Brightsurf Science News & Current Events

March 19, 2002
Manhattan Project: A Living Legacy
The Manhattan Project, the top-secret effort during World War II to develop the atomic bomb, left an indelible legacy.

Flexible ceramic material is a 'plumber's nightmare'
Using nanoscale chemistry, researchers at Cornell University have developed a new class of hybrid materials that they describe as flexible ceramics, with a structure so convoluted it has been dubbed

As heart patients flock to alternative medicine, hazards may lurk
Nearly three-quarters of heart patients surveyed in a new University of Michigan study used some kind of alternative medicine approach to help them heal, but dietary supplements chosen by one-third of them could actually interact with their heart medications to raise their risk of further health problems.

Stanford scientist seeks participants in NASA hypergravity study
If you`ve ever wanted to experience the sensation space shuttle astronauts feel during liftoff and landing - or if spinning around in circles all day inside a large NASA centrifuge is your idea of a good time - then Human Biology Professor Malcolm Cohen wants to hear from you.

American Thoracic Society Journal news tips for March (second issue)
Newsworthy journal articles point out that men 65 and older had a higher incidence of bacterial pneumonia, developed more complex cases, and suffered higher disease mortality; and that Los Angeles County, although it had the second highest number of tuberculosis (TB) cases reported in a metropolitan area, showed a very low rate of multidrug-resistant TB transmission over a five-year period.

Other highlights in the March 20 issue of JNCI
Other highlights in the March 20 JNCI include a study that shows that COX-2 inhibition can slow cell growth in Barrett's esophagus, a study that found that mutations in a specific tumor suppressor region interfere with cell senescence, a study that concludes that a common polymorphism is associated with a decreased risk of colorectal cancer, and a commentary that explores the lymphatic system as a pathway for metastasis.

Southern Graduate Schools award John Eaton for Electronic Thesis, Dissertation project
John Eaton, retired senior associate dean of the Graduate School at Virginia Tech, has received the 2002 Award for Outstanding Contributions to Graduate Education in the Southern Region from the Conference of Southern Graduate Schools (CSGS).

UIC awarded $1.25 million for AIDS prevention program in Malawi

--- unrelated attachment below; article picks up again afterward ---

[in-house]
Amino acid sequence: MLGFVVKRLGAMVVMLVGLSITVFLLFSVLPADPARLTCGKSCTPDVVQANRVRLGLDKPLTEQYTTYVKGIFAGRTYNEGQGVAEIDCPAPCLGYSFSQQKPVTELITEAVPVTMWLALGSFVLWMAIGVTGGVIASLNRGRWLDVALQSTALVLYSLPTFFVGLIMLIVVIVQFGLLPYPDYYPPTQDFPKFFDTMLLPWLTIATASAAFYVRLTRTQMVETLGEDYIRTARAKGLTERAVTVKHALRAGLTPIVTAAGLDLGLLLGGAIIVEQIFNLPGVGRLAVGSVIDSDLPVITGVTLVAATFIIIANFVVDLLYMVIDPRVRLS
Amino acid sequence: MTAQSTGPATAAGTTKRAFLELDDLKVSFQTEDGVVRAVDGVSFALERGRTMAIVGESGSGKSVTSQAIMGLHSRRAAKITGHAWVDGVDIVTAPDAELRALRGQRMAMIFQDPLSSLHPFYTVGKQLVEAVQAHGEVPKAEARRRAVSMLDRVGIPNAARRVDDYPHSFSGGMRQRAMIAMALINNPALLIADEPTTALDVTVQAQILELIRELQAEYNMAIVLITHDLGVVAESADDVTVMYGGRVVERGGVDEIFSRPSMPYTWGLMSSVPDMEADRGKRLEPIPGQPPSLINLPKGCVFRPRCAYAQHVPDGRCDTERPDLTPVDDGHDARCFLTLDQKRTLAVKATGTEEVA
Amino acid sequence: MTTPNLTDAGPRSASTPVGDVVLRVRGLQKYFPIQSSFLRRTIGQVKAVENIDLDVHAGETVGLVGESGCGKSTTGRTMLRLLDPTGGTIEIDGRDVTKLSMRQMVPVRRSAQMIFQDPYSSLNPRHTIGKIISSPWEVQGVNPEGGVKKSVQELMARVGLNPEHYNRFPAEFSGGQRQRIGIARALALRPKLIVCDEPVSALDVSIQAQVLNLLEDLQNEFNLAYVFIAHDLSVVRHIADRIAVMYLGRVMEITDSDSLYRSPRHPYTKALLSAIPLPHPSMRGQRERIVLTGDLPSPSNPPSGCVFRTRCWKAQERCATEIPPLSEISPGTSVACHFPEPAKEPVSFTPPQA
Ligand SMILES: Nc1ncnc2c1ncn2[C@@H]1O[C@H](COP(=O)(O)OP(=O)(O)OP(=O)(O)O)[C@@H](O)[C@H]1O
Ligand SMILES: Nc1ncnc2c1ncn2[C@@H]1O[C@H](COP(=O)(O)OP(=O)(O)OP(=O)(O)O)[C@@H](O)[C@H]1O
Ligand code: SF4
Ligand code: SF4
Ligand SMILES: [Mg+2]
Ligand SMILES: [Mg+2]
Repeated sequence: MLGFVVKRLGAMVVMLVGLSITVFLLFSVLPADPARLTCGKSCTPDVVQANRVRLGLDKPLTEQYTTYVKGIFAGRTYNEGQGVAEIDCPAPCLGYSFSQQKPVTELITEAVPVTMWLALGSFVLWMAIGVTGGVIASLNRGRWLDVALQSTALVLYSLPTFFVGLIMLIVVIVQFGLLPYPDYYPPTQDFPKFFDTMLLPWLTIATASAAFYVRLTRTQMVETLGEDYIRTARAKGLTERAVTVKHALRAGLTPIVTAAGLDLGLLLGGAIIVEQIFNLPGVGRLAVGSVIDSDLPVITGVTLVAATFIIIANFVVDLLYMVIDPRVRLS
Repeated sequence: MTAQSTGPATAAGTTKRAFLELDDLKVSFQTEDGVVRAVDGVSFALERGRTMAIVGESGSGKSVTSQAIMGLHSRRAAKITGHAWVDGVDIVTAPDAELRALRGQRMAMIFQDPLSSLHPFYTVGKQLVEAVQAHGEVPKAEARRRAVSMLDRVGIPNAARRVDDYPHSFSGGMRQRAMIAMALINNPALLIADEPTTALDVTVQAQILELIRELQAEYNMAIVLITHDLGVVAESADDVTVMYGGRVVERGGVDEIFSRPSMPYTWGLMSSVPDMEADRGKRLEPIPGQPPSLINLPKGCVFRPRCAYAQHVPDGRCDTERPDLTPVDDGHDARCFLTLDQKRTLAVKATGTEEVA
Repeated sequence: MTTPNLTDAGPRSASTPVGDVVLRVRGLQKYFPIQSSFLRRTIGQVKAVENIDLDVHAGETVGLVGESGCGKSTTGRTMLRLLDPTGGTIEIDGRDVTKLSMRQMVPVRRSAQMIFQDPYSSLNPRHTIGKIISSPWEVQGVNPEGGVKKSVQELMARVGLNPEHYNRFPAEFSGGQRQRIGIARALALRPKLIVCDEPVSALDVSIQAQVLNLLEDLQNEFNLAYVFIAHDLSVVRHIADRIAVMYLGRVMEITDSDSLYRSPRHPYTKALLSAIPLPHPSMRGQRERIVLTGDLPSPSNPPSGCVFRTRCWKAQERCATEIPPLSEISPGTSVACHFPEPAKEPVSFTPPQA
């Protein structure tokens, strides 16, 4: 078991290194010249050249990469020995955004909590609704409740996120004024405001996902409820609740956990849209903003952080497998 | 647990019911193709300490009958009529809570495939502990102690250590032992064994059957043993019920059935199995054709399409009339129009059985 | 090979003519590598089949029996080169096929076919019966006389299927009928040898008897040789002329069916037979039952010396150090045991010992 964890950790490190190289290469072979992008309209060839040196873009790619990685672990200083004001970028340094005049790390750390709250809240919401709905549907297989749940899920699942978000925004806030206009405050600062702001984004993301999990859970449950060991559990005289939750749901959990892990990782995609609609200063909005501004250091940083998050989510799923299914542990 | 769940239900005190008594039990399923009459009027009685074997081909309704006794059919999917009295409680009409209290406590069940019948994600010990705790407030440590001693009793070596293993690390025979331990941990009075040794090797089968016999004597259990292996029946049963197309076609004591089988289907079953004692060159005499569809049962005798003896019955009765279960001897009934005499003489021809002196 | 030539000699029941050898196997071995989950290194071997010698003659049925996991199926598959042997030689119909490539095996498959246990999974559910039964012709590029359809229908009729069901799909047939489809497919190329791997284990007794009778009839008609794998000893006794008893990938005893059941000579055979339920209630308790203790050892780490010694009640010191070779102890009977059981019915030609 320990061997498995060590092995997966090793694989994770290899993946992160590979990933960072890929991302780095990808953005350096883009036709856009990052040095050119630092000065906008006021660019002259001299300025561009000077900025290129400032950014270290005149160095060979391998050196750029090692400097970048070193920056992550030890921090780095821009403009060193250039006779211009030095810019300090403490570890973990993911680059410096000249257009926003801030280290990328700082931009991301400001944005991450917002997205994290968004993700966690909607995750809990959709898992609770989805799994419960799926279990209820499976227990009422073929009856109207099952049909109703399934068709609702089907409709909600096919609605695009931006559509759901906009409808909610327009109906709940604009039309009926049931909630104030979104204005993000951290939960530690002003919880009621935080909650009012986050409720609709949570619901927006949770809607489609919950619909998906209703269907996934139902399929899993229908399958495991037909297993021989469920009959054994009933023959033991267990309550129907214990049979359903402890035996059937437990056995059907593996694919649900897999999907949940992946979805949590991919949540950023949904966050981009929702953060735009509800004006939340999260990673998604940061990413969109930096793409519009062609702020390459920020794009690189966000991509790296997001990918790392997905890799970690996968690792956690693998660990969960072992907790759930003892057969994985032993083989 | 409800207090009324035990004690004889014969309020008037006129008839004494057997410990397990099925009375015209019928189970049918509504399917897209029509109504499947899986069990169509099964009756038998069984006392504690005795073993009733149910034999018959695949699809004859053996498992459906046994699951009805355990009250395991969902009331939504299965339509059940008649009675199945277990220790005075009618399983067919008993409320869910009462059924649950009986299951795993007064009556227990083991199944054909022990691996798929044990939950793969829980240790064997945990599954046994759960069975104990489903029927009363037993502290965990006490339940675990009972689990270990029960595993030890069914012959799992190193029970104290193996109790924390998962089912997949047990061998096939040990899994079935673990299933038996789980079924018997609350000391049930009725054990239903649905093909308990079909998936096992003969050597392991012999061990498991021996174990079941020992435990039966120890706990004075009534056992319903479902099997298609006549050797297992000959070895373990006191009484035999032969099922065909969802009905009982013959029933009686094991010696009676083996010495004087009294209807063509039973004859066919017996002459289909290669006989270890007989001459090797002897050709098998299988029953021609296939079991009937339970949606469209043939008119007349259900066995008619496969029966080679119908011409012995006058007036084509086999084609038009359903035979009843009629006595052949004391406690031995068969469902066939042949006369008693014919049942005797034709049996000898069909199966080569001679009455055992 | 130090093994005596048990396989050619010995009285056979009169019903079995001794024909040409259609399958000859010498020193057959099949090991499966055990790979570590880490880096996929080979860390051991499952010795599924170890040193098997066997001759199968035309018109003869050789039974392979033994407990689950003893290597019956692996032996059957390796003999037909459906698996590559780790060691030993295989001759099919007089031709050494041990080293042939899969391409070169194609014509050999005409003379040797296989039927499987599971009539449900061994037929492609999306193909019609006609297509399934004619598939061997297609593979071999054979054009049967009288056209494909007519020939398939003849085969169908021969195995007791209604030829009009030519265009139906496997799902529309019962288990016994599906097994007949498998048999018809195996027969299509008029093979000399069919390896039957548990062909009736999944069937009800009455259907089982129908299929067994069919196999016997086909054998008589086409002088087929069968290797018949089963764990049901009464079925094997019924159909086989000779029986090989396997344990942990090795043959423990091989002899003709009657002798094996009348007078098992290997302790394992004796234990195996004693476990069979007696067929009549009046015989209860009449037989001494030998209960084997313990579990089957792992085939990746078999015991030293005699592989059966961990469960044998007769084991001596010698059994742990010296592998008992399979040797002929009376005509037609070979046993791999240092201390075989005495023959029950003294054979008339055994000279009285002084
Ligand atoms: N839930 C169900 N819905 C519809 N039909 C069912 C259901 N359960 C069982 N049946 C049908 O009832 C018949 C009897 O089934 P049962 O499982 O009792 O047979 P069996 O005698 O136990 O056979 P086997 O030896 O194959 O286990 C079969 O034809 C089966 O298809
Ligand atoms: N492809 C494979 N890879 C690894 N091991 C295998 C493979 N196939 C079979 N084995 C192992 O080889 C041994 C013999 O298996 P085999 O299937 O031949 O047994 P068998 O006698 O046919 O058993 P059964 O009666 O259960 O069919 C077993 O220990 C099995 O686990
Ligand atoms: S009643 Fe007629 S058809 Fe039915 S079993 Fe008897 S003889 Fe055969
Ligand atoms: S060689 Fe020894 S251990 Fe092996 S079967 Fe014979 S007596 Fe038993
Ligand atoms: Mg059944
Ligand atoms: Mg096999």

Under a $1.25 million grant from the National Institute of Nursing Research, the University of Illinois at Chicago College of Nursing and the University of Malawi Kamuza College of Nursing will launch a five-year AIDS prevention project in Malawi, one of the poorest countries in Africa, where 10 percent of the population is infected with HIV.

Environmental costs may be higher than you think
Companies with less than ten employees may be losing money and opportunities as a result of lack of knowledge of environmentally-friendly work practices, suggest researchers at Cardiff University.

Women with vaginal cancer likely to have been exposed to HPV-16, the virus that causes genital warts
Infection with HPV-16, a common virus that causes genital warts, is a serious risk factor for vaginal cancer, according to a recent large-scale study of women in western Washington.

Blood test for heart failure scores big in new study
A new study finds that a 15-minute blood test helps emergency-room doctors to correctly diagnose congestive heart failure in 9 out of 10 cases-without relying on costly, time-consuming tests such as echocardiograms and chest X-rays.

Riverways create as much pollution as highways
Pollution from shipping around riverside cities in the United States can equal that of a major freeway full of traffic, according to a study reported in Environmental Science and Technology. Marine transportation accounts for nearly as much cargo movement in the United States as does commercial trucking.

Inhaled steroids produce variable benefits in the treatment of asthma
A new study demonstrated that low to medium doses of inhaled steroids are usually sufficient to improve lung function in patients with persistent asthma.

Internet child porn a major threat
In the past five to 10 years, child pornography on the Internet has grown substantially to become a major presence, particularly in newsgroups and bulletin boards, says a Penn State researcher.

Multimillion dollar immunology research directed at edible or nasally delivered vaccines
The Commonwealth Technology Research Fund has awarded $3.6 million to Virginia Tech, the Univesity of Virginia, and Virginia Commonwealth University for research on mucosal immunology.